by Sir Arthur Conan DoyleThe Adventure of the Norwood Builder
"What's this, then?" said Lestrade, at last. "What have you been doing all this time, eh?"
Oldacre gave an uneasy laugh, shrinking back from the furious red face of the angry detective.
"I have done no harm."
"No harm? You have done your best to get an innocent man hanged. If it wasn't for this gentleman here, I am not sure that you would not have succeeded."
The wretched creature began to whimper.
"I am sure, sir, it was only my practical joke."
"Oh! a joke, was it? You won't find the laugh on your side, I promise you. Take him down, and keep him in the sitting-room until I come. Mr. Holmes," he continued, when they had gone, "I could not speak before the constables, but I don't mind saying, in the presence of Dr. Watson, that this is the brightest thing that you have done yet, though it is a mystery to me how you did it. You have saved an innocent man's life, and you have prevented a very grave scandal, which would have ruined my reputation in the Force."
Holmes smiled, and clapped Lestrade upon the shoulder.
"Instead of being ruined, my good sir, you will find that your reputation has been enormously enhanced. Just make a few alterations in that report which you were writing, and they will understand how hard it is to throw dust in the eyes of Inspector Lestrade."
"And you don't want your name to appear?"
"Not at all. The work is its own reward. Perhaps I shall get the credit also at some distant day, when I permit my zealous historian to lay out his foolscap once more--eh, Watson? Well, now, let us see where this rat has been lurking."
A lath-and-plaster partition had been run across the passage six feet from the end, with a door cunningly concealed in it. It was lit within by slits under the eaves. A few articles of furniture and a supply of food and water were within, together with a number of books and papers.
"There's the advantage of being a builder," said Holmes, as we came out. "He was able to fix up his own little hiding-place without any confederate--save, of course, that precious housekeeper of his, whom I should lose no time in adding to your bag, Lestrade."
"I'll take your advice. But how did you know of this place, Mr. Holmes?"
"I made up my mind that the fellow was in hiding in the house. When I paced one corridor and found it six feet shorter than the corresponding one below, it was pretty clear where he was. I thought he had not the nerve to lie quiet before an alarm of fire. We could, of course, have gone in and taken him, but it amused me to make him reveal himself. Besides, I owed you a little mystification, Lestrade, for your chaff in the morning."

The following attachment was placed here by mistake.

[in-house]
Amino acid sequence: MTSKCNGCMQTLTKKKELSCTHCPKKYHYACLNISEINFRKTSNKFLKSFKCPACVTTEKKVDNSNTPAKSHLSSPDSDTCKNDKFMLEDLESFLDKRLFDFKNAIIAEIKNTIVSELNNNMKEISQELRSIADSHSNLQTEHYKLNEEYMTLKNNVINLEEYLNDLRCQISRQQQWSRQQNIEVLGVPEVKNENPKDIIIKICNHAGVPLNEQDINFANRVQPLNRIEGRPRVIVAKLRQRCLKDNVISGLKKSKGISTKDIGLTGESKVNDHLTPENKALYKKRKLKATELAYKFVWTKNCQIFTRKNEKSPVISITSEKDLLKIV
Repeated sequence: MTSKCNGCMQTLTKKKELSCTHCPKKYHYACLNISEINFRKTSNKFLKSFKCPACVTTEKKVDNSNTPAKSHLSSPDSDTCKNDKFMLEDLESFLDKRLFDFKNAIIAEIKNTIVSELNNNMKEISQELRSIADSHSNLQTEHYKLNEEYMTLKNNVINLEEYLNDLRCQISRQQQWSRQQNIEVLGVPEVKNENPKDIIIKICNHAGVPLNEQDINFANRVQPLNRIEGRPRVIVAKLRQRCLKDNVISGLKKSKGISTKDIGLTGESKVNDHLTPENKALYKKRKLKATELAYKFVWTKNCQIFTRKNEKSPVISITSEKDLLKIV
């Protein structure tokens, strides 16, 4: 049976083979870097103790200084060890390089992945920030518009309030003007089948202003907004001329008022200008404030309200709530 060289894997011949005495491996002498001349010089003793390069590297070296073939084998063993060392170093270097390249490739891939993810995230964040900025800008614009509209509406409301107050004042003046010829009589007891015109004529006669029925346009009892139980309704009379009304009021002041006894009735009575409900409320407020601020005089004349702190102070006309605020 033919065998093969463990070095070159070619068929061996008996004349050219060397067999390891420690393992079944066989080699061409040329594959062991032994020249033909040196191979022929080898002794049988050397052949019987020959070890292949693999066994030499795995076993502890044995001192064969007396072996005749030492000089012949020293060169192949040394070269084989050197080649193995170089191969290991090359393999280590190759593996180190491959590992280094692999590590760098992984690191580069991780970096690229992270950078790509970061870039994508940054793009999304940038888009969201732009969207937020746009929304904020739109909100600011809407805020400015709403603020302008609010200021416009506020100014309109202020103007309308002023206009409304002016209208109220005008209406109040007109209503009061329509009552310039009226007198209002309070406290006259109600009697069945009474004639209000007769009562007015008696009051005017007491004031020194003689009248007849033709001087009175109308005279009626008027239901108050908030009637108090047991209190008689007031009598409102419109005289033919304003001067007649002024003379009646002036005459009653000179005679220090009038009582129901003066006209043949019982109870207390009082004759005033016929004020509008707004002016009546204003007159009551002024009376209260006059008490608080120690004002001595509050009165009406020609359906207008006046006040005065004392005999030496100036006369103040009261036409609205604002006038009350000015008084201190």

"Well, sir, you certainly got equal with me on that. But how in the world did you know that he was in the house at all?"
"The thumb-mark, Lestrade. You said it was final; and so it was, in a very different sense. I knew it had not been there the day before. I pay a good deal of attention to matters of detail, as you may have observed, and I had examined the hall, and was sure that the wall was clear. Therefore, it had been put on during the night."
"Very simply. When those packets were sealed up, Jonas Oldacre got McFarlane to secure one of the seals by putting his thumb upon the soft wax. It would be done so quickly and so naturally, that I daresay the young man himself has no recollection of it. Very likely it just so happened, and Oldacre had himself no notion of the use he would put it to. Brooding over the case in that den of his, it suddenly struck him what absolutely damning evidence he could make against McFarlane by using that thumb-mark. It was the simplest thing in the world for him to take a wax impression from the seal, to moisten it in as much blood as he could get from a pin-prick, and to put the mark upon the wall during the night, either with his own hand or with that of his housekeeper. If you examine among those documents which he took with him into his retreat, I will lay you a wager that you find the seal with the thumb-mark upon it."
"Wonderful!" said Lestrade. "Wonderful! It's all as clear as crystal, as you put it. But what is the object of this deep deception, Mr. Holmes?"
It was amusing to me to see how the detective's overbearing manner had changed suddenly to that of a child asking questions of its teacher.
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